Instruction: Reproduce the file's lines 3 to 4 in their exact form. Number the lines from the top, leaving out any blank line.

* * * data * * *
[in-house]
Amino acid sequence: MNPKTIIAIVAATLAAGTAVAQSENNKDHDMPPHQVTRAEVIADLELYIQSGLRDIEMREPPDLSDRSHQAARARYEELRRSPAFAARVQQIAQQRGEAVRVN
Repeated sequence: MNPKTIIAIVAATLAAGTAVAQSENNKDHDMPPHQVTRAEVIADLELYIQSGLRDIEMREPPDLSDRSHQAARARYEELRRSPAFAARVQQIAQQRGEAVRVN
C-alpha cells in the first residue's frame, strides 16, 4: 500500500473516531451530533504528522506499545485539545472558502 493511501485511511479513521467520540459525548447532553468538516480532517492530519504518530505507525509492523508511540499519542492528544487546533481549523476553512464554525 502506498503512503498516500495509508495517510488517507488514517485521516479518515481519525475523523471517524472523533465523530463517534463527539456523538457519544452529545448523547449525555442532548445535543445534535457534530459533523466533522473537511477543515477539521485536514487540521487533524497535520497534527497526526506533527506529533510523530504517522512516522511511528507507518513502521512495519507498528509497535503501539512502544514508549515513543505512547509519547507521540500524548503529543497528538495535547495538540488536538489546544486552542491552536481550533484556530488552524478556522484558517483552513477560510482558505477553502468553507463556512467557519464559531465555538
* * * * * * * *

Repeated sequence: MNPKTIIAIVAATLAAGTAVAQSENNKDHDMPPHQVTRAEVIADLELYIQSGLRDIEMREPPDLSDRSHQAARARYEELRRSPAFAARVQQIAQQRGEAVRVN
C-alpha cells in the first residue's frame, strides 16, 4: 500500500473516531451530533504528522506499545485539545472558502 493511501485511511479513521467520540459525548447532553468538516480532517492530519504518530505507525509492523508511540499519542492528544487546533481549523476553512464554525 502506498503512503498516500495509508495517510488517507488514517485521516479518515481519525475523523471517524472523533465523530463517534463527539456523538457519544452529545448523547449525555442532548445535543445534535457534530459533523466533522473537511477543515477539521485536514487540521487533524497535520497534527497526526506533527506529533510523530504517522512516522511511528507507518513502521512495519507498528509497535503501539512502544514508549515513543505512547509519547507521540500524548503529543497528538495535547495538540488536538489546544486552542491552536481550533484556530488552524478556522484558517483552513477560510482558505477553502468553507463556512467557519464559531465555538